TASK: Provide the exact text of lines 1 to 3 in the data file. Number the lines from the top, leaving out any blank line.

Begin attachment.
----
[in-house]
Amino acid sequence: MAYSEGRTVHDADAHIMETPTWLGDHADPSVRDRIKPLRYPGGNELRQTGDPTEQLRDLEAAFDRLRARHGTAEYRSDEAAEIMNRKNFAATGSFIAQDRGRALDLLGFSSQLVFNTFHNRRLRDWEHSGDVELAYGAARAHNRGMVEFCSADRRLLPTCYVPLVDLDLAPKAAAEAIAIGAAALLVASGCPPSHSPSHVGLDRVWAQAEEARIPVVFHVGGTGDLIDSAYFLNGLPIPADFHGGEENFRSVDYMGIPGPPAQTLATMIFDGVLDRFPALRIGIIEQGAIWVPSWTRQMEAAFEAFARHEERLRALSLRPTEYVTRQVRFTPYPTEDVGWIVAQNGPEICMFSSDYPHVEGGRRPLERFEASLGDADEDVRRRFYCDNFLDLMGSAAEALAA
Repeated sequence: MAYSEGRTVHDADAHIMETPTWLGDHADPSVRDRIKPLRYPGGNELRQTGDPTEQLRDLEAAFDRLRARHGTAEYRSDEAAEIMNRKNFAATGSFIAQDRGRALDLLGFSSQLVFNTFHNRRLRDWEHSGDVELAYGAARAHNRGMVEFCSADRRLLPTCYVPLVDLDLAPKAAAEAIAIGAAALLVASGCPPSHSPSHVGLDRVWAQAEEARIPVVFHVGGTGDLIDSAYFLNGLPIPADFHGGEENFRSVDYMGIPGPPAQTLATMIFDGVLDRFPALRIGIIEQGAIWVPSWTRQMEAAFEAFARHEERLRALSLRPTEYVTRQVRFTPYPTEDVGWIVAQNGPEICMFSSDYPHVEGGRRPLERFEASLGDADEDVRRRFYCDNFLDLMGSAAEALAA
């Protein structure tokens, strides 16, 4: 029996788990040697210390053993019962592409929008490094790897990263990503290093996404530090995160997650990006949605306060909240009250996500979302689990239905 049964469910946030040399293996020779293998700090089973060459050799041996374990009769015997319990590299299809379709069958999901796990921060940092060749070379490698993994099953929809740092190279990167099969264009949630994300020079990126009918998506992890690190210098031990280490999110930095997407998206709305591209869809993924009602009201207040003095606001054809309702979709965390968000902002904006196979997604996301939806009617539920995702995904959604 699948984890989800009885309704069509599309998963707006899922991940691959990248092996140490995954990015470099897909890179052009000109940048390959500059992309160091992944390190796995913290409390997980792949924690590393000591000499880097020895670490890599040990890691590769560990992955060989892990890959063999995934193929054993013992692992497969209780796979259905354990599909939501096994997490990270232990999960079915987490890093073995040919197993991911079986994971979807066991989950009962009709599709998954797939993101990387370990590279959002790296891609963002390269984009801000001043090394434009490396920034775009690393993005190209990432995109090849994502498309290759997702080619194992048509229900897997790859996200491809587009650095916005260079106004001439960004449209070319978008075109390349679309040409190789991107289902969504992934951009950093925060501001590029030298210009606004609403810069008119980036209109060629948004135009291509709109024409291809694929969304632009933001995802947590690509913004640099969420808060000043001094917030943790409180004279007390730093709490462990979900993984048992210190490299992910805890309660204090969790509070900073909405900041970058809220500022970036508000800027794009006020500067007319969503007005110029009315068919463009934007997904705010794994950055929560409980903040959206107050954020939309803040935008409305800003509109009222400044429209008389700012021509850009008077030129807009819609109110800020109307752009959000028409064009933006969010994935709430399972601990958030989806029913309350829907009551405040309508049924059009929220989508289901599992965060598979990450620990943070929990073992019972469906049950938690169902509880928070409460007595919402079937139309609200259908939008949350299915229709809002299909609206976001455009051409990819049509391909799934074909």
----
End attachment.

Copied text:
[in-house]
Amino acid sequence: MAYSEGRTVHDADAHIMETPTWLGDHADPSVRDRIKPLRYPGGNELRQTGDPTEQLRDLEAAFDRLRARHGTAEYRSDEAAEIMNRKNFAATGSFIAQDRGRALDLLGFSSQLVFNTFHNRRLRDWEHSGDVELAYGAARAHNRGMVEFCSADRRLLPTCYVPLVDLDLAPKAAAEAIAIGAAALLVASGCPPSHSPSHVGLDRVWAQAEEARIPVVFHVGGTGDLIDSAYFLNGLPIPADFHGGEENFRSVDYMGIPGPPAQTLATMIFDGVLDRFPALRIGIIEQGAIWVPSWTRQMEAAFEAFARHEERLRALSLRPTEYVTRQVRFTPYPTEDVGWIVAQNGPEICMFSSDYPHVEGGRRPLERFEASLGDADEDVRRRFYCDNFLDLMGSAAEALAA
Repeated sequence: MAYSEGRTVHDADAHIMETPTWLGDHADPSVRDRIKPLRYPGGNELRQTGDPTEQLRDLEAAFDRLRARHGTAEYRSDEAAEIMNRKNFAATGSFIAQDRGRALDLLGFSSQLVFNTFHNRRLRDWEHSGDVELAYGAARAHNRGMVEFCSADRRLLPTCYVPLVDLDLAPKAAAEAIAIGAAALLVASGCPPSHSPSHVGLDRVWAQAEEARIPVVFHVGGTGDLIDSAYFLNGLPIPADFHGGEENFRSVDYMGIPGPPAQTLATMIFDGVLDRFPALRIGIIEQGAIWVPSWTRQMEAAFEAFARHEERLRALSLRPTEYVTRQVRFTPYPTEDVGWIVAQNGPEICMFSSDYPHVEGGRRPLERFEASLGDADEDVRRRFYCDNFLDLMGSAAEALAA